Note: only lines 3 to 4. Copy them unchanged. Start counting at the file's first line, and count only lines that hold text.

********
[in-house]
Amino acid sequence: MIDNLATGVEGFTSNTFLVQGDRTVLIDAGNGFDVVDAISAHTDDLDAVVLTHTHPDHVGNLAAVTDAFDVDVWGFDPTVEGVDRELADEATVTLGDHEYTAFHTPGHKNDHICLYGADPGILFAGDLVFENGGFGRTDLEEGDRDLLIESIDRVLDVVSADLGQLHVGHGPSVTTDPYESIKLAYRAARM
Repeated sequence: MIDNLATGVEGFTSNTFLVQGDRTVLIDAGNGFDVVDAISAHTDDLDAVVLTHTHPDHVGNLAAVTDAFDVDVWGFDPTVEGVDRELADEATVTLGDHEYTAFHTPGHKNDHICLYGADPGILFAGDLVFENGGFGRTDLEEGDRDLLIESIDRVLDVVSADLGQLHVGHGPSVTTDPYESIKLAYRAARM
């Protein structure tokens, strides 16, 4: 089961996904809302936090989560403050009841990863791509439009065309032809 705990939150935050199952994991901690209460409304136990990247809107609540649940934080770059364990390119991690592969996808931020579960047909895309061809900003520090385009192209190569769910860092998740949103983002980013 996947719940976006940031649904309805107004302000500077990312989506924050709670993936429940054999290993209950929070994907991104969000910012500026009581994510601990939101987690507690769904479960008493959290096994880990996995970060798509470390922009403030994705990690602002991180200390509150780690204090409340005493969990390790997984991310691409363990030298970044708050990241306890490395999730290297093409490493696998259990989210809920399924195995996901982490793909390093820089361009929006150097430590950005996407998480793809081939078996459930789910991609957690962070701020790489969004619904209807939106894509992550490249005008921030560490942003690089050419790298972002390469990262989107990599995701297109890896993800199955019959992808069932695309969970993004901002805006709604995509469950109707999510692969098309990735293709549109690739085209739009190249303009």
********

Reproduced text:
Repeated sequence: MIDNLATGVEGFTSNTFLVQGDRTVLIDAGNGFDVVDAISAHTDDLDAVVLTHTHPDHVGNLAAVTDAFDVDVWGFDPTVEGVDRELADEATVTLGDHEYTAFHTPGHKNDHICLYGADPGILFAGDLVFENGGFGRTDLEEGDRDLLIESIDRVLDVVSADLGQLHVGHGPSVTTDPYESIKLAYRAARM
């Protein structure tokens, strides 16, 4: 089961996904809302936090989560403050009841990863791509439009065309032809 705990939150935050199952994991901690209460409304136990990247809107609540649940934080770059364990390119991690592969996808931020579960047909895309061809900003520090385009192209190569769910860092998740949103983002980013 996947719940976006940031649904309805107004302000500077990312989506924050709670993936429940054999290993209950929070994907991104969000910012500026009581994510601990939101987690507690769904479960008493959290096994880990996995970060798509470390922009403030994705990690602002991180200390509150780690204090409340005493969990390790997984991310691409363990030298970044708050990241306890490395999730290297093409490493696998259990989210809920399924195995996901982490793909390093820089361009929006150097430590950005996407998480793809081939078996459930789910991609957690962070701020790489969004619904209807939106894509992550490249005008921030560490942003690089050419790298972002390469990262989107990599995701297109890896993800199955019959992808069932695309969970993004901002805006709604995509469950109707999510692969098309990735293709549109690739085209739009190249303009």